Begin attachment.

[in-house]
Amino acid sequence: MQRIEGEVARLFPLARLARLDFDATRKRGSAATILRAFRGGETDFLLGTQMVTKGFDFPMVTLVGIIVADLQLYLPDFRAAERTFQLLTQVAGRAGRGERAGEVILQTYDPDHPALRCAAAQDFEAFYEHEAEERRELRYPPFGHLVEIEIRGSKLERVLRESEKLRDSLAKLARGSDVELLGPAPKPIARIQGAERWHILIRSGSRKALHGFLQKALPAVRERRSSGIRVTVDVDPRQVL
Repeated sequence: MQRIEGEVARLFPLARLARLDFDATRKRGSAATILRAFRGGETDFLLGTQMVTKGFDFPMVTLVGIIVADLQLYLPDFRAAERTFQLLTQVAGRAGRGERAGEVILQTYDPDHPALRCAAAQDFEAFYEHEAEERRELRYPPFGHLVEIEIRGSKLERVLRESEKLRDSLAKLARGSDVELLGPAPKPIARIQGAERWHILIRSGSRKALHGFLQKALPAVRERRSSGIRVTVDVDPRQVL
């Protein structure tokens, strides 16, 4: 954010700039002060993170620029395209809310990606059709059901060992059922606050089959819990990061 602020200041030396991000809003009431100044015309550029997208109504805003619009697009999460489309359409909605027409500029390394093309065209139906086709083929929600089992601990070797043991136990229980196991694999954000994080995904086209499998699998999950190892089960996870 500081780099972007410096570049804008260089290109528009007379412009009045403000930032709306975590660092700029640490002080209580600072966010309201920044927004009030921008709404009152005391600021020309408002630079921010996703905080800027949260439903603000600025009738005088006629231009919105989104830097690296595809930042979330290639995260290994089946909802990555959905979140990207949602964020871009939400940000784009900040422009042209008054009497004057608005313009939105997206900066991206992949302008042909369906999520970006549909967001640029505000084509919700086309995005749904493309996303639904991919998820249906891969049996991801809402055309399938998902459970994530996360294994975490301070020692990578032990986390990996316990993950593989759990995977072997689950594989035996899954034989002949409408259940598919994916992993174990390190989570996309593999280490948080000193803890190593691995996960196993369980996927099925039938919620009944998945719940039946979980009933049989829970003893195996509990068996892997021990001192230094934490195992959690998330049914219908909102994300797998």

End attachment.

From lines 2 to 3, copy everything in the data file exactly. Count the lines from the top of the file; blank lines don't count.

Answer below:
Amino acid sequence: MQRIEGEVARLFPLARLARLDFDATRKRGSAATILRAFRGGETDFLLGTQMVTKGFDFPMVTLVGIIVADLQLYLPDFRAAERTFQLLTQVAGRAGRGERAGEVILQTYDPDHPALRCAAAQDFEAFYEHEAEERRELRYPPFGHLVEIEIRGSKLERVLRESEKLRDSLAKLARGSDVELLGPAPKPIARIQGAERWHILIRSGSRKALHGFLQKALPAVRERRSSGIRVTVDVDPRQVL
Repeated sequence: MQRIEGEVARLFPLARLARLDFDATRKRGSAATILRAFRGGETDFLLGTQMVTKGFDFPMVTLVGIIVADLQLYLPDFRAAERTFQLLTQVAGRAGRGERAGEVILQTYDPDHPALRCAAAQDFEAFYEHEAEERRELRYPPFGHLVEIEIRGSKLERVLRESEKLRDSLAKLARGSDVELLGPAPKPIARIQGAERWHILIRSGSRKALHGFLQKALPAVRERRSSGIRVTVDVDPRQVL